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Math Help - Sequence problem.

  1. #1
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    Sequence problem.

    For the following sequence, I'm supposed to plot it then guess what value it converges to (if it does). Then, I have to prove that my guess was right.

    #1: An = n^3/n!

    So, the first few terms of the seq are: 1,4,4.5,2.7,1.04,.3,etc....
    When graphed, it looks as if it might converge to zero.

    Now, I'm having a bit of trouble understanding the proof.

    The solution manual rearranges An to look like this:

    (n/n) * (n/(n-1)) * (n/(n-2)) *(n/(n-3))*....*(1/3)*(1/2)*(1)

    So far, this makes sense. But then they choose to pull out

    n^2/[(n-1)(n-2)(n-3)] for n>=4 and call it Cn, so that 0<An<=Cn. Then Squeeze Theorem can be used.

    So why did they choose n>=4? Why not n>=3 or n>=5? Is there another way to do this?
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  2. #2
    is up to his old tricks again! Jhevon's Avatar
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    Quote Originally Posted by Hikari View Post
    For the following sequence, I'm supposed to plot it then guess what value it converges to (if it does). Then, I have to prove that my guess was right.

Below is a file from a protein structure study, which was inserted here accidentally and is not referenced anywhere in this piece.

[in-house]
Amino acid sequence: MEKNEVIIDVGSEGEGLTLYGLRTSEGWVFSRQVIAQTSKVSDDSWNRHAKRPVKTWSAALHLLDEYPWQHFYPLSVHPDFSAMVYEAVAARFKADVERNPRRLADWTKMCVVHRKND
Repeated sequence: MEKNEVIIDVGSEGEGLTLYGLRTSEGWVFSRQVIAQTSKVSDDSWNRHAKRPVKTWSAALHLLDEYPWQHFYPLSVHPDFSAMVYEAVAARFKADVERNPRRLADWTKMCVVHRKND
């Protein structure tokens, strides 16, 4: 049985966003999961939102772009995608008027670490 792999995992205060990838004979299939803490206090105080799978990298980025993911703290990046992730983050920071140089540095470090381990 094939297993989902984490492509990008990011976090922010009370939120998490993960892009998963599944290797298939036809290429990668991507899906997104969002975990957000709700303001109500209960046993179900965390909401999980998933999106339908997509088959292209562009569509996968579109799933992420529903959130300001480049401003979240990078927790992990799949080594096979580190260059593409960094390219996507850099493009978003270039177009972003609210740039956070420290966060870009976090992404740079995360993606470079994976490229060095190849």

#1: An = n^3/n!

    So, the first few terms of the seq are: 1,4,4.5,2.7,1.04,.3,etc....
    When graphed, it looks as if it might converge to zero.

    Now, I'm having a bit of trouble understanding the proof.

    The solution manual rearranges An to look like this:

    (n/n) * (n/(n-1)) * (n/(n-2)) *(n/(n-3))*....*(1/3)*(1/2)*(1)
    you have a typo here. the red n should be a 1 i think


    So far, this makes sense. But then they choose to pull out

    n^2/[(n-1)(n-2)(n-3)] for n>=4 and call it Cn, so that 0<An<=Cn. Then Squeeze Theorem can be used.

    So why did they choose n>=4? Why not n>=3 or n>=5? Is there another way to do this?
    lets say they said n>=3, what happens if n = 3? division by zero

    they chose the range of n so as to not cause problems with Cn, n <= 3, we have division by zero due to one of the factors (n - 1), (n - 2), or (n - 3)
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  3. #3
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    Oh, you're right about the typo. Sorry. ^^

    And thanks! I understand now.
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